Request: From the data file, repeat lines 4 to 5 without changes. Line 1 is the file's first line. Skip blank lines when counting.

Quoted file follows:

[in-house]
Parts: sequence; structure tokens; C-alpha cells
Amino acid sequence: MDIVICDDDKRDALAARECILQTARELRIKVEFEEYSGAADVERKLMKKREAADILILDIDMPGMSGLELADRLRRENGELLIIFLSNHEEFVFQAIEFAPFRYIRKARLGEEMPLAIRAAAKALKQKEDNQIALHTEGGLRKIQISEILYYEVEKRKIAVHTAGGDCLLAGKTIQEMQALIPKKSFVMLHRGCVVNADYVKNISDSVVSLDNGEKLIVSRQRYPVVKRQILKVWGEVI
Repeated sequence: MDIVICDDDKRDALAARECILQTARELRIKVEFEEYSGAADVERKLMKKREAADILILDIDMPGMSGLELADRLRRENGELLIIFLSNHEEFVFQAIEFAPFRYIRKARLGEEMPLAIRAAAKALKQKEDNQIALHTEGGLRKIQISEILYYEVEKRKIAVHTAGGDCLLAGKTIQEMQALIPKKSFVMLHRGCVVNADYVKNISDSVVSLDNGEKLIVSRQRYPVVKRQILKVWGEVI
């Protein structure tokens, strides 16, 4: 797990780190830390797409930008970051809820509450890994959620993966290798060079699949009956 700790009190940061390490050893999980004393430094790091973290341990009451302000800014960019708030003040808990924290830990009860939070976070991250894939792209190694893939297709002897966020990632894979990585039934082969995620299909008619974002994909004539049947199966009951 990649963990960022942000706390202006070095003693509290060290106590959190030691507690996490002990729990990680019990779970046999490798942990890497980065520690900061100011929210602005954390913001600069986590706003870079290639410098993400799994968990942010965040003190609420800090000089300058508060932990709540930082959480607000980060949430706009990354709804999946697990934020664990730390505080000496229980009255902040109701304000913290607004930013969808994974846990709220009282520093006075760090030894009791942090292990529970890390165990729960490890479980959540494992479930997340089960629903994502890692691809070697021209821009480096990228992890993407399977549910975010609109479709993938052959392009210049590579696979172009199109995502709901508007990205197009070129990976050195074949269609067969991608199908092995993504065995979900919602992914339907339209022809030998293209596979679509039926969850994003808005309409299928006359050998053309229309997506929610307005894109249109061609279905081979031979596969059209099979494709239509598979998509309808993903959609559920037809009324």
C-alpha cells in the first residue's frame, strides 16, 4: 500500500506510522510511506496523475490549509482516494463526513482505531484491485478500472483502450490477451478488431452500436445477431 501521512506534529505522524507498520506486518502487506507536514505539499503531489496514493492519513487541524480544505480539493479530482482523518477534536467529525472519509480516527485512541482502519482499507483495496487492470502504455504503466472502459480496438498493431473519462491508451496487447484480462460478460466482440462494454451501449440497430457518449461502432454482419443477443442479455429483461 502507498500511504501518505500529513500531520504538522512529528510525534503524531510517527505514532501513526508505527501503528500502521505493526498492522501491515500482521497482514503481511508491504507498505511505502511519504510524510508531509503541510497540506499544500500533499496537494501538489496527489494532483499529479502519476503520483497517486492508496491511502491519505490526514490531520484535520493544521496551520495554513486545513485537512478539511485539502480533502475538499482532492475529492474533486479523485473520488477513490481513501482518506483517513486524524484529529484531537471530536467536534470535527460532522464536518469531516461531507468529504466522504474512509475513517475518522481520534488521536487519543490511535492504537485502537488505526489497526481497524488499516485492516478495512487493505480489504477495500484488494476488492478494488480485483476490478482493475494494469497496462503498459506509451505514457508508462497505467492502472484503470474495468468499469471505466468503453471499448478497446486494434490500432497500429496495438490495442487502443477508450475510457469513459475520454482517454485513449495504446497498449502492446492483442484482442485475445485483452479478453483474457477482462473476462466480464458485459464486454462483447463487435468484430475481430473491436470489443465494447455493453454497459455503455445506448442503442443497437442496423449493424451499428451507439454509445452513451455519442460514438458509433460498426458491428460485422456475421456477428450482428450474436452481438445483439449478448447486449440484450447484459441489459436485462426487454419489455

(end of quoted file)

Repeated sequence: MDIVICDDDKRDALAARECILQTARELRIKVEFEEYSGAADVERKLMKKREAADILILDIDMPGMSGLELADRLRRENGELLIIFLSNHEEFVFQAIEFAPFRYIRKARLGEEMPLAIRAAAKALKQKEDNQIALHTEGGLRKIQISEILYYEVEKRKIAVHTAGGDCLLAGKTIQEMQALIPKKSFVMLHRGCVVNADYVKNISDSVVSLDNGEKLIVSRQRYPVVKRQILKVWGEVI
């Protein structure tokens, strides 16, 4: 797990780190830390797409930008970051809820509450890994959620993966290798060079699949009956 700790009190940061390490050893999980004393430094790091973290341990009451302000800014960019708030003040808990924290830990009860939070976070991250894939792209190694893939297709002897966020990632894979990585039934082969995620299909008619974002994909004539049947199966009951 990649963990960022942000706390202006070095003693509290060290106590959190030691507690996490002990729990990680019990779970046999490798942990890497980065520690900061100011929210602005954390913001600069986590706003870079290639410098993400799994968990942010965040003190609420800090000089300058508060932990709540930082959480607000980060949430706009990354709804999946697990934020664990730390505080000496229980009255902040109701304000913290607004930013969808994974846990709220009282520093006075760090030894009791942090292990529970890390165990729960490890479980959540494992479930997340089960629903994502890692691809070697021209821009480096990228992890993407399977549910975010609109479709993938052959392009210049590579696979172009199109995502709901508007990205197009070129990976050195074949269609067969991608199908092995993504065995979900919602992914339907339209022809030998293209596979679509039926969850994003808005309409299928006359050998053309229309997506929610307005894109249109061609279905081979031979596969059209099979494709239509598979998509309808993903959609559920037809009324």